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For the last two years I've carried a honeypot laptop with me every time I traveled. I checked it in my luggage, left it unattended in my hotel rooms. After each trip, I did forensic analysis on the laptop to detect if it had been tampered with.

I wrote about my experience and methodology here: theintercept.com/2018/04/28/co

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I hoped that, if an evil maid attacker tried tampering with my laptop, I would not only discover the attack, but learn how it works, and possible who was behind it. Unfortunately (fortunately?), I didn't discover any evil maids.

I installed Debian on the laptop. Before each trip, I removed the hard disk and took checksums of the partitions and the disk header. I also dumped the BIOS firmware. After each trip, I did the same, and compared to see if they matched.

I learned a lot about hardware hacking and got to use free software BIOS tools like chipsec, EUFITool, and flashrom.

It was a lot of fun! I go into much more technical detail in the article.

@micahflee The simple reality is that most people who think they're a target simply aren't.

@micahflee well you did have the EFF "I do not consent to the search of this device" sticker on it so I guess that spooked them ;)

Great read! "..even in controlled environments, it’s impossible to give a laptop a clean bill of health with full confidence..." This needs to become common knowledge! https://theintercept.com/2018/04/28/computer-malware-tampering/
Isn't the solution to this problem to always travel with a firearm?
No, because the TSA are not allowed to open locked containers containing firearms without you being present. I saw a talk about this idea a while back, where the talker presents this as a useful trick to never having one's luggage get lost again, or inspected without you knowing. A flare gun or lower receiver is enough in the US, different rules may apply in the EU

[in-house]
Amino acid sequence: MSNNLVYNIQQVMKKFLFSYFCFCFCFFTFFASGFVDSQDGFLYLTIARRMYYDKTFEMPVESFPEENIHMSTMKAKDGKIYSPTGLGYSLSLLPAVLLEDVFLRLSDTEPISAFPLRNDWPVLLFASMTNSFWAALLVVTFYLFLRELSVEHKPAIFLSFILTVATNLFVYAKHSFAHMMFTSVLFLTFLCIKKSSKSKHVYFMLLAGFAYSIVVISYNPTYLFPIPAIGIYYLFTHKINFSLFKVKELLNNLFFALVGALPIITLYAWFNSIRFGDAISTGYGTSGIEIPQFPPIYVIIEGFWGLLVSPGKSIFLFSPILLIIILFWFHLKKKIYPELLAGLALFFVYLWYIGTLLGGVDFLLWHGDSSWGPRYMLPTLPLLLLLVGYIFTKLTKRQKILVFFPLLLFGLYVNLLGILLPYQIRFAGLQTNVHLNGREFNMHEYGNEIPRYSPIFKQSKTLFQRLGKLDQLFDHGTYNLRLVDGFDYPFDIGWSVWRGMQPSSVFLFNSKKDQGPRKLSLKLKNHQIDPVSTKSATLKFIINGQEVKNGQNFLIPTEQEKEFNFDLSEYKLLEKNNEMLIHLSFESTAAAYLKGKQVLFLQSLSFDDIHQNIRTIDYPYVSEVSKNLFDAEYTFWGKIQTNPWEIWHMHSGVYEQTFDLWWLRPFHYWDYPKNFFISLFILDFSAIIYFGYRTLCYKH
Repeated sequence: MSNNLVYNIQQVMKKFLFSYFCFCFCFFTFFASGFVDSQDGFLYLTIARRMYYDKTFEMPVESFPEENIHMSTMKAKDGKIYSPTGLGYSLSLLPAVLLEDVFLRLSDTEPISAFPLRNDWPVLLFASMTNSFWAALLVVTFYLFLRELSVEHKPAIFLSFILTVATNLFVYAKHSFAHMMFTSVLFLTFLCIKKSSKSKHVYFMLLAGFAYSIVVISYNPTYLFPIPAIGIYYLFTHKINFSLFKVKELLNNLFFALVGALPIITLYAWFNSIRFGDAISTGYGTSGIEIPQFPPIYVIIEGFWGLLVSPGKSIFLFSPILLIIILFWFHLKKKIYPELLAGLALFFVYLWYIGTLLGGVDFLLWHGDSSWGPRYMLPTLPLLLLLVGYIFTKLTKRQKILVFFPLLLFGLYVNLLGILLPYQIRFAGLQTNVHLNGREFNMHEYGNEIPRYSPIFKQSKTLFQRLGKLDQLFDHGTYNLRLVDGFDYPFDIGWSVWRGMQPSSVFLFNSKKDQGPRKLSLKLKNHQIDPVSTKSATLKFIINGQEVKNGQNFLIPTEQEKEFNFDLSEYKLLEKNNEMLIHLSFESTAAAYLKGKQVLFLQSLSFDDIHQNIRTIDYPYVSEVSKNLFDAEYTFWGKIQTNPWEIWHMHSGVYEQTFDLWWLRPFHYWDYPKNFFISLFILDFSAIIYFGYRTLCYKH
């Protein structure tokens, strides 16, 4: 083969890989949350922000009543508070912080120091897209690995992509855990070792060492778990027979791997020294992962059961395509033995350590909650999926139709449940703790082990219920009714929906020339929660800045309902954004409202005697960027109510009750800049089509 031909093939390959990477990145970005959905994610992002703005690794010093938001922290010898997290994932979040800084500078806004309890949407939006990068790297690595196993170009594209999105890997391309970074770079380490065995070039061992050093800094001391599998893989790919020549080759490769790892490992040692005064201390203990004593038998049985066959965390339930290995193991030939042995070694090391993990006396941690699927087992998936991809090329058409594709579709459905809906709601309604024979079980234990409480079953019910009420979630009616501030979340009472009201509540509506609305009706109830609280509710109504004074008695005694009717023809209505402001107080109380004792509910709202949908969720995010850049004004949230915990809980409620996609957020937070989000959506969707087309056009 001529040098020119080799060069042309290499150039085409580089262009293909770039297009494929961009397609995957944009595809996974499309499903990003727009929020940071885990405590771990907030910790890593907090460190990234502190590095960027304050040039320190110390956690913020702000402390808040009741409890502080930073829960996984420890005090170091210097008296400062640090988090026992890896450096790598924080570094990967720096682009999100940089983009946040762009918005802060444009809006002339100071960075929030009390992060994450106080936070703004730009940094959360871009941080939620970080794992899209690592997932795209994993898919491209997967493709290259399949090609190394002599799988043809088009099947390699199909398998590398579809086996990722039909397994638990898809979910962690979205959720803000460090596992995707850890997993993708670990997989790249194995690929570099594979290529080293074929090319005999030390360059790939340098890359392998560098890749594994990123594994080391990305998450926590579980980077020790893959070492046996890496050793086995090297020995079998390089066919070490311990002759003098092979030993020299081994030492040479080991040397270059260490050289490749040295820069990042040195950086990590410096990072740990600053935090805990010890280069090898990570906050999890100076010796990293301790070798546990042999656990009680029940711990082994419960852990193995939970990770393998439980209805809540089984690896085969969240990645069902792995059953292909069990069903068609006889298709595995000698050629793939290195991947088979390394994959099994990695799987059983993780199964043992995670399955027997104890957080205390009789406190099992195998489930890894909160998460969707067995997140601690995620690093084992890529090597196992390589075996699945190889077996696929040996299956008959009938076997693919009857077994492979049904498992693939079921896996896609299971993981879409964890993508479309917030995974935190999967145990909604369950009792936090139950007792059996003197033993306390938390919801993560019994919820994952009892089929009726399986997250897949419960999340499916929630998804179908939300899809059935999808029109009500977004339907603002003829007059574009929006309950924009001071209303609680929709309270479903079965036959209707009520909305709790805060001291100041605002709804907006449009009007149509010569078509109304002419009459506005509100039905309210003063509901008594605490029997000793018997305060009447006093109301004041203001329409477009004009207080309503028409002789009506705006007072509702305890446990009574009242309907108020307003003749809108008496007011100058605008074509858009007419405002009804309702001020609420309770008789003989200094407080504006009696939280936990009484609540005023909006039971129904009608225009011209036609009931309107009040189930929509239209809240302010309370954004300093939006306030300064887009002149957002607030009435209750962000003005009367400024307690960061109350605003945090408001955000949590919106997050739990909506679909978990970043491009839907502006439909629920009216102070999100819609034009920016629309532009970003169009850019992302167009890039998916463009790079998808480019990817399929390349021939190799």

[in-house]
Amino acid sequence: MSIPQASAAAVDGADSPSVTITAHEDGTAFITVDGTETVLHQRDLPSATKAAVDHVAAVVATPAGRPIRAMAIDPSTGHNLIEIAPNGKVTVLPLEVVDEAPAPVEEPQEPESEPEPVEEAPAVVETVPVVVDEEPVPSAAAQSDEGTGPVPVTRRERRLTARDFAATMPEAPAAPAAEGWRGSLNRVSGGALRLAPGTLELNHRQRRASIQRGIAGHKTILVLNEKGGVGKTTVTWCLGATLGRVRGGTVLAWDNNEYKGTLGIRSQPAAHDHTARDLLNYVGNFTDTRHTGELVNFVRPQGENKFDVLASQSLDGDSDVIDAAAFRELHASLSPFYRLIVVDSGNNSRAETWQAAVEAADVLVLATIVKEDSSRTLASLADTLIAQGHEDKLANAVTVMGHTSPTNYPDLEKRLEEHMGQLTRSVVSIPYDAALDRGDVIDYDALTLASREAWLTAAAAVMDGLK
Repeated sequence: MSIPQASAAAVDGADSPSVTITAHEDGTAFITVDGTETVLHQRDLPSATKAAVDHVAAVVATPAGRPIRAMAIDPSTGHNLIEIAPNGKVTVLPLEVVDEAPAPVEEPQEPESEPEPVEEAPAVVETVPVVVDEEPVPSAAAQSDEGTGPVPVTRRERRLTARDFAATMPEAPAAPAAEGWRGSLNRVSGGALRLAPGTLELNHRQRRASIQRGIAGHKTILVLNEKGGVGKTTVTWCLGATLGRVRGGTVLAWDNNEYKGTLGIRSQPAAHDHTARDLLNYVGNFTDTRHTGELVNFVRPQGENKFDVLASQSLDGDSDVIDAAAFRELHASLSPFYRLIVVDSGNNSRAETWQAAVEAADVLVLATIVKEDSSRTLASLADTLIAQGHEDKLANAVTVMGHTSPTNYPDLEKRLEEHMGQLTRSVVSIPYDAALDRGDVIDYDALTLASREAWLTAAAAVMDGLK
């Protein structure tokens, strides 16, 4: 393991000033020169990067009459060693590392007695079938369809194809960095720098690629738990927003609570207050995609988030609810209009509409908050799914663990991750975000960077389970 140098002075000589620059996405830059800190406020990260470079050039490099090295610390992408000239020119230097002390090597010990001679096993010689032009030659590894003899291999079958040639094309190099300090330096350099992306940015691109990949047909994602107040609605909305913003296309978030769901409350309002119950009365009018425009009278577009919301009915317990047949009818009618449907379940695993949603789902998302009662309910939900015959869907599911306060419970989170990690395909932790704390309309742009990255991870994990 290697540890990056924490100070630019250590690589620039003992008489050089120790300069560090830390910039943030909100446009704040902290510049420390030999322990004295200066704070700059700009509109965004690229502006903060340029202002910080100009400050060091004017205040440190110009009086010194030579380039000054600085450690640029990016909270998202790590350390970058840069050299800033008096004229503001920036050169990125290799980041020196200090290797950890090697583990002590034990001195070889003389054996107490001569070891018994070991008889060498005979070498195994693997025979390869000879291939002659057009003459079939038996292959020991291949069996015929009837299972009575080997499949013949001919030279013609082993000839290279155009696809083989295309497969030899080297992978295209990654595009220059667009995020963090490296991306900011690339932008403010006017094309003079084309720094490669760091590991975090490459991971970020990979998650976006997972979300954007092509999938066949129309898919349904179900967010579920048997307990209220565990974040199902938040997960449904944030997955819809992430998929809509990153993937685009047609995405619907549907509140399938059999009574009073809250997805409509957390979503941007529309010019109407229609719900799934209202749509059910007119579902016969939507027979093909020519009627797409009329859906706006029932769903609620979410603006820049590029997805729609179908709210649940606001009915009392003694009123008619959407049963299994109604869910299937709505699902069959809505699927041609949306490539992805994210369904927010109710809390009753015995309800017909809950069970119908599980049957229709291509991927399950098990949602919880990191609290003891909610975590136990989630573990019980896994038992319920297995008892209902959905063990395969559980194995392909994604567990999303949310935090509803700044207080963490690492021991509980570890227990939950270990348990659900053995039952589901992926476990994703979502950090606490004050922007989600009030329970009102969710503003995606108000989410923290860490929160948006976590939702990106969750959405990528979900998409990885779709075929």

@tomas that's a strange rule, any idea why is it so? Would they hurt themselves with the gun

@micahflee @qbi very interesting read, thank you. the android tool "haven" will likely be illegal in germany, though.

@qbi @jotbe @micahflee here is an article by the lawyer of german publisher heise about "haven": heise.de/ct/artikel/Snowden-Ap (de) - concluding that it will likely be illegal to covertly record voice audio of someone, privacy laws set high bars and in general prohibit video surveillance in non-public places without any visible notification that this happens. not sure whether it would be ok with a visible sign denoting "video surveillance in progress".

@micahflee my infosec strategy: use a computer so idiosyncratic and jury-rigged that replacing parts, modifying the bootloader, etc., will probably result in the computer not working any more

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